I’ve Got a Secret – Murakhovsky, Alexandra

I am currently employed as the Operations Manager at a spa management company. Responsibilities of mine include organizing the facility, inventory, compiling weekly reports, day-to-day operations, and most importantly – according to my boss – managing the schedule. I play an important role when my boss needs to fire or hire someone since I hold the skeleton key to scheduling and employees’ performance evaluations. [Organize your writing: new idea, new paragraph.] With the power that I hold, it’s important for me to keep a professional relationship with the employees, as well as remain impartial during the scheduling process. I wish I had known how difficult this position would have been before my friend and I both started working at the company at the same time. [Relate to class: Keeping a confidentiality puts tremendous burden on the agent.] 

Before my promotion, my friend Jane* and I had been hired as entering employees and had the same opportunities to work up the ladder. Fortunately, I was promoted to my current position as Operations Manager after only six months. The relationship with my boss was fluid and we worked well together, so I had no problems helping him professionally and at times, being a close confidant. As I worked closer with my boss, Jane found herself comfortable enough to call out from work more often and not put in one hundred percent effort like she once had.

My boss, knowing that Jane and I are friends, confided in me that during the next month’s scheduling to cut her hours in half, with intentions to have her quit so my boss wouldn’t have to pay her a severance package. Honestly, I didn’t mind too much because Jane had become a nasty worker with a lazy work ethic, a side to her I’ve never seen before.

I felt extremely empowered to be as trusted as I was by my boss. In a strange way, I was on a power trip that only him [case: he] and I knew about, but I couldn’t shake the guilty feeling of betraying an acquaintance [Did you feel a sense of loyalty, guilt or anxiety? Were you angry at having to lie or otherwise act contrary to your morals to protect the secret?] . Through our time working together, our friendship unraveled and we were but mere coworkers at the time I was asked to butcher her hours in secret. When I had posted the next month’s schedule, the questions began to arise.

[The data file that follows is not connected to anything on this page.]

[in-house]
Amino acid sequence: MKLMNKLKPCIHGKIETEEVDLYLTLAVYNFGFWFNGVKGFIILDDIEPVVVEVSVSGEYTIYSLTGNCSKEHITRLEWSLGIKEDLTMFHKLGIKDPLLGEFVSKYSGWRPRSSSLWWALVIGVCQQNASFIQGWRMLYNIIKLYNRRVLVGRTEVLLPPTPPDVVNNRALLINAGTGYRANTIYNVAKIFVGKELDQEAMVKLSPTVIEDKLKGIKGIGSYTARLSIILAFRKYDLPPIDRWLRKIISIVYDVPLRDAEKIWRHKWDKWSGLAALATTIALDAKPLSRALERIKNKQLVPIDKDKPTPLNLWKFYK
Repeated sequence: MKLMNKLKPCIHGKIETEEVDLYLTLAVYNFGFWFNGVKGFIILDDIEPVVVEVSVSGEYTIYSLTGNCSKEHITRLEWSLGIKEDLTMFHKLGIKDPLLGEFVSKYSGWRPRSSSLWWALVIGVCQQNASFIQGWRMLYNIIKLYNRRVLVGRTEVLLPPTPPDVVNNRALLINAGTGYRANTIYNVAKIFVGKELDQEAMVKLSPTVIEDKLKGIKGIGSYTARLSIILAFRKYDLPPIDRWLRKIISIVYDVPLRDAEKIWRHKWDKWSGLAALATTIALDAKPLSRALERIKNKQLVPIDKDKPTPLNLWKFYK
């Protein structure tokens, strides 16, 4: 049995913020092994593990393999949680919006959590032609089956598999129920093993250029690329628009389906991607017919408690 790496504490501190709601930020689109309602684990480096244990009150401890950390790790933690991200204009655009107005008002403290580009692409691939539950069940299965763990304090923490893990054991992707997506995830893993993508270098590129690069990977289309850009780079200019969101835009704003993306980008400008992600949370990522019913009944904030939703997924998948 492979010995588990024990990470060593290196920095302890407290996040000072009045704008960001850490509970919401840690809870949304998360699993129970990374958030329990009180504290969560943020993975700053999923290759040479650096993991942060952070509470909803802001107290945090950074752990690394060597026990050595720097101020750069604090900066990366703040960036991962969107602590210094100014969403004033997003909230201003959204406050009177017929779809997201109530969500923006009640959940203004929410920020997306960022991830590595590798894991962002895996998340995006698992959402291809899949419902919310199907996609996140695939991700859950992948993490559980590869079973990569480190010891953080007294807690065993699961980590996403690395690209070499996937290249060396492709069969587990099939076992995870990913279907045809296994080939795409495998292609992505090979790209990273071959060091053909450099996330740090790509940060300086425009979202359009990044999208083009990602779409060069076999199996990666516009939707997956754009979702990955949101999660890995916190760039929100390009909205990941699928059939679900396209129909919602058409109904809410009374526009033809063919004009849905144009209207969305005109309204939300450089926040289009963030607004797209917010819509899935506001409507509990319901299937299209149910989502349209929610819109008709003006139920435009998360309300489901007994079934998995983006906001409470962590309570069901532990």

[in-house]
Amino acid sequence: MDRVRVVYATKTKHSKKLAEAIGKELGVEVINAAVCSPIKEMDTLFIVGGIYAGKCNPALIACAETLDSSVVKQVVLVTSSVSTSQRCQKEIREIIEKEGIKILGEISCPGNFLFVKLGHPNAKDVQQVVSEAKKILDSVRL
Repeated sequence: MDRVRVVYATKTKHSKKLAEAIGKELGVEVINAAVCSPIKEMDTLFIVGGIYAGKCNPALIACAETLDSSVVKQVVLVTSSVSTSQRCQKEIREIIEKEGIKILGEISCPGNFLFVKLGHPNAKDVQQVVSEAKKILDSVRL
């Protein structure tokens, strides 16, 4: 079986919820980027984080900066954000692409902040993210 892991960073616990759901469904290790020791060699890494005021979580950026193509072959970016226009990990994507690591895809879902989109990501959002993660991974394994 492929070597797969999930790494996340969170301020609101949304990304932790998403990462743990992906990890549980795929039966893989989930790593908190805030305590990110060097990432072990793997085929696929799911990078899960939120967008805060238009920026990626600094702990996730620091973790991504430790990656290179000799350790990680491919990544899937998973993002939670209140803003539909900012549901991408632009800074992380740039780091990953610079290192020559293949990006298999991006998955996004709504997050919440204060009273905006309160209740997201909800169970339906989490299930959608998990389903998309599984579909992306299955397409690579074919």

Aside from the ethical dilemma I faced, I felt guilty betraying someone that was once a friend to me. Fortunately for me, she had given enough excuses and turned out to be such a poor worker that shaking up the schedule felt like second nature to me. Jane berated me for weeks for an answer as to why she was basically being kicked off the schedule. [Relate to class: Do you think the person trying to penetrate the secret had a desire to know, gain control, feel superior, or be intimate?] 

It only took three weeks since the new schedule for her to call it quits. Our friendship hadn’t been repaired since the ordeal, plus I would feel weird continuing to befriend someone that I not only betrayed, but also lied to on a constant basis for almost a month. I also didn’t have the guts to tell her she had become a terrible worker and was lucky she wasn’t embarrassingly fired. [Relate to class: A secret can hurt people, intended or not.] 


*Name has been changed


Leave a Reply

Please log in using one of these methods to post your comment:

WordPress.com Logo

You are commenting using your WordPress.com account. Log Out / Change )

Twitter picture

You are commenting using your Twitter account. Log Out / Change )

Facebook photo

You are commenting using your Facebook account. Log Out / Change )

Google+ photo

You are commenting using your Google+ account. Log Out / Change )

Connecting to %s

%d bloggers like this: